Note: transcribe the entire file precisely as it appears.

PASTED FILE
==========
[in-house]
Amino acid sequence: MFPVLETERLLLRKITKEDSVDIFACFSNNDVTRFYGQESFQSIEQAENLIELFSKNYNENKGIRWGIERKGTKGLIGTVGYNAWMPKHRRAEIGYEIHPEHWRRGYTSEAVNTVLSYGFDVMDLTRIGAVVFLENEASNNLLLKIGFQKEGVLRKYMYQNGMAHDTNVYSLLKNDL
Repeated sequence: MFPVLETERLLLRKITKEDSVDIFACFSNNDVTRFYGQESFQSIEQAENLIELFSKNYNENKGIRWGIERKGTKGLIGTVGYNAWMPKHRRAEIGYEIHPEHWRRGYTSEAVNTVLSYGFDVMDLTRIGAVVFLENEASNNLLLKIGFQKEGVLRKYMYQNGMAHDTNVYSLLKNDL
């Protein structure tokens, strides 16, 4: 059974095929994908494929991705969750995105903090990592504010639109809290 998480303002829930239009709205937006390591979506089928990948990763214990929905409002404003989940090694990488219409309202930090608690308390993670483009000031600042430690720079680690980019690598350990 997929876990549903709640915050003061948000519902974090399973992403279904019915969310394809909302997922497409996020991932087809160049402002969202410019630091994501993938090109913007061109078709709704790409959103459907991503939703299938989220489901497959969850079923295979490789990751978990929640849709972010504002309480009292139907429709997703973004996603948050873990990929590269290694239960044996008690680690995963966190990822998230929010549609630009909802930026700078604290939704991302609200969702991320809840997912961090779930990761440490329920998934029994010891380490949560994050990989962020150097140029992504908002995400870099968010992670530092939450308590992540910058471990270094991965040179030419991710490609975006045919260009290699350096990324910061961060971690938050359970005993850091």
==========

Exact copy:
[in-house]
Amino acid sequence: MFPVLETERLLLRKITKEDSVDIFACFSNNDVTRFYGQESFQSIEQAENLIELFSKNYNENKGIRWGIERKGTKGLIGTVGYNAWMPKHRRAEIGYEIHPEHWRRGYTSEAVNTVLSYGFDVMDLTRIGAVVFLENEASNNLLLKIGFQKEGVLRKYMYQNGMAHDTNVYSLLKNDL
Repeated sequence: MFPVLETERLLLRKITKEDSVDIFACFSNNDVTRFYGQESFQSIEQAENLIELFSKNYNENKGIRWGIERKGTKGLIGTVGYNAWMPKHRRAEIGYEIHPEHWRRGYTSEAVNTVLSYGFDVMDLTRIGAVVFLENEASNNLLLKIGFQKEGVLRKYMYQNGMAHDTNVYSLLKNDL
């Protein structure tokens, strides 16, 4: 059974095929994908494929991705969750995105903090990592504010639109809290 998480303002829930239009709205937006390591979506089928990948990763214990929905409002404003989940090694990488219409309202930090608690308390993670483009000031600042430690720079680690980019690598350990 997929876990549903709640915050003061948000519902974090399973992403279904019915969310394809909302997922497409996020991932087809160049402002969202410019630091994501993938090109913007061109078709709704790409959103459907991503939703299938989220489901497959969850079923295979490789990751978990929640849709972010504002309480009292139907429709997703973004996603948050873990990929590269290694239960044996008690680690995963966190990822998230929010549609630009909802930026700078604290939704991302609200969702991320809840997912961090779930990761440490329920998934029994010891380490949560994050990989962020150097140029992504908002995400870099968010992670530092939450308590992540910058471990270094991965040179030419991710490609975006045919260009290699350096990324910061961060971690938050359970005993850091």